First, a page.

Moshe Cohen, director of Keren Kayemeth LeIsrael-Jewish National Fund’s Project Development Division, will kindle a torch as well. He has been working with KKL-JNF since 1982 and has overseen the construction of more than 240 water reservoirs since then. In addition to his work with reservoirs, he has long been involved with implementing water purification technologies, restoring streams and preventing soil erosion, according to KKL-JNF. In order to combat desertification, he leads efforts to harvest run-off water for use in desert tree-planting.
A ninth lighter, Shlomo Tzewiler, is a farmer from Hod Hasharon who has introduced water-saving irrigation methods to his own farm and has taught these strategies to many of his colleagues, according to the ministry.
Lighter Prof. Emeritus Menahem Rebhun, meanwhile, is an expert in environmental, water and agricultural engineering at the Technion’s Faculty of Civil and Environmental Engineering, where he works on water filtration methods and techniques for improving wastewater treatment.
An 11th lighter is Dr. Hanna Rosenfeld of the National Center for Mariculture in Eilat, where she serves as an expert on fish and marine invertebrate reproductive physiology. A 12th is Giora Shaham, who was the director of the Re-flooding Project in the Hula Valley from 1994 to 1997.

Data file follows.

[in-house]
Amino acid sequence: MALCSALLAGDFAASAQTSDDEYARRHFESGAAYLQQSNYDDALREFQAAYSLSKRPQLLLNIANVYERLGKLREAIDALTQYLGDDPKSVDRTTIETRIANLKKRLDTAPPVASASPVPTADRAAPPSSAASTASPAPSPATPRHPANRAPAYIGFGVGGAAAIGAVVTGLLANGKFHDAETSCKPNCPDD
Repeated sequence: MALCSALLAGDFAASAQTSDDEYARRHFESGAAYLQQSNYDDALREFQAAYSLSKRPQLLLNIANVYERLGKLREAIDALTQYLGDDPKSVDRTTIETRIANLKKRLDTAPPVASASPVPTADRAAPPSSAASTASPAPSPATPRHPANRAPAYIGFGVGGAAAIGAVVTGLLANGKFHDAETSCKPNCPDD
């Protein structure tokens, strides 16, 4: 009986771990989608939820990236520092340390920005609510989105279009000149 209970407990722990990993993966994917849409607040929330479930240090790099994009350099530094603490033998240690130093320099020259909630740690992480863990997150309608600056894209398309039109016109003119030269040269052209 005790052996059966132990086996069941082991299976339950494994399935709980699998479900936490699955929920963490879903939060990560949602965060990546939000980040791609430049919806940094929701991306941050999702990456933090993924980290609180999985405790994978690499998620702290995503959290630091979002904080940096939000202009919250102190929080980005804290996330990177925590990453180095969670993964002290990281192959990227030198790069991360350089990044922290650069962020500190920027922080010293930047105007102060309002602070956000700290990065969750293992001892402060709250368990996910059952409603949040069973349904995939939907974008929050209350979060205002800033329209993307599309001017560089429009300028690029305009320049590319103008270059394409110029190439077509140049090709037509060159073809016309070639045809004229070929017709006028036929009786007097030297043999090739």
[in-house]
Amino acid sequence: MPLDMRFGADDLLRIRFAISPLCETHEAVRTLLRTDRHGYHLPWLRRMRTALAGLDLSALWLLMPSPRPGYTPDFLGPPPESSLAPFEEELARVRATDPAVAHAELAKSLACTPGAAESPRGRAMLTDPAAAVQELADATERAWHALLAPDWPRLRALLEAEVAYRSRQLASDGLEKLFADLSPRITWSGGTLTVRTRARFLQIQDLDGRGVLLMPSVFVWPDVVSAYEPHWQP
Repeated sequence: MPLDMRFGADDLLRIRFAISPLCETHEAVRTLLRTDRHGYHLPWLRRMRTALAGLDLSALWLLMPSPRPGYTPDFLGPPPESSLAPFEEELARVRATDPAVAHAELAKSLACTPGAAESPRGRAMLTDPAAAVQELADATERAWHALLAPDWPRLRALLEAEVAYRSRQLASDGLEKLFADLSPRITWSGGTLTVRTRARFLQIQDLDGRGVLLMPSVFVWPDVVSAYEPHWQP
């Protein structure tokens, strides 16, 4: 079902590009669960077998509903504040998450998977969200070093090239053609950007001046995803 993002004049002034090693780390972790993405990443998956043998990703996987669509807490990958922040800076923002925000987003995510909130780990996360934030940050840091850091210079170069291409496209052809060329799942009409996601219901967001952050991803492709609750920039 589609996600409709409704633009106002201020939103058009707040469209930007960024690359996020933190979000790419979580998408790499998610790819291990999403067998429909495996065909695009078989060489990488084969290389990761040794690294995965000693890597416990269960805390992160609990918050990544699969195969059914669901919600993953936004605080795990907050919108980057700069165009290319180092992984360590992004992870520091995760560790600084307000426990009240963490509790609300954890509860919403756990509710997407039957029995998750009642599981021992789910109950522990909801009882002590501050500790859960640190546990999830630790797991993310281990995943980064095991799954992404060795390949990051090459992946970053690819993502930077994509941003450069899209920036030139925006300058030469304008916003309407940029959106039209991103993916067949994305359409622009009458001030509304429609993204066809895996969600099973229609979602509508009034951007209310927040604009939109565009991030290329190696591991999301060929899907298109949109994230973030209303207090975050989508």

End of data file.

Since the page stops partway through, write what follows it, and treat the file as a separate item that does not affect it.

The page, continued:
Orit Skutelsky, a doctoral student in ecology and environmental policy at Tel Aviv University, will join the other 12 lighters on stage, representing the Society for the Protection of Nature in Israel (SPNI) in her capacity as their water and streams coordinator. She and her colleagues at SPNI have recently launched a report that calls on the government to take action in reviving the country’s springs and streams.
“Water as a resource is changing today because we are not relying on only natural resources, but also on desalinated water, and that stabilizes the water situation in Israel,” she said. “Our vision today is that Israel is entering an era of sustainable use of water resources, and that will eventually lead to the reviving of the streams and the natural water ecosystems.”
She believes it is “a miracle that so many people live here in a country that has such limited water resources. But on the other hand, that means we have to be very smart in the way we use the resources.”
In light of this year’s Independence Day theme, Mekorot has announced that it is opening four of its sites to the public throughout the day Thursday, free of charge: the Eshkol Site in the Beit Netufa Valley of the Lower Galilee, the Sapir Station Center on Lake Kinneret, the Granot site near Kiryat Malachi and the Lahat facility near Karmei Yosef.
To many of the torch-lighters, lighting a torch at the ceremony goes beyond the valued liquid resource.
“The event itself symbolizes grief and sadness, and this year it is especially touching because of what happened at the rehearsal,” Skutelsky said, referring to the lighting rig collapse at Mount Herzl that killed Lt. Hila Bezaleli. She noted that she was impressed with the way the Public Diplomacy and Diaspora Affairs Ministry had been coping with the situation since.
Meanwhile, taking part in the ceremony has a personal connection for Lefeber.
“I feel like it’s the closure of a circle,” she said. “First of all, my grandma survived the Holocaust. My dad participated in a lot of wars, and my grandpa died during his military service in the [Border Police]. It’s really important to me to stand there and to present for them.”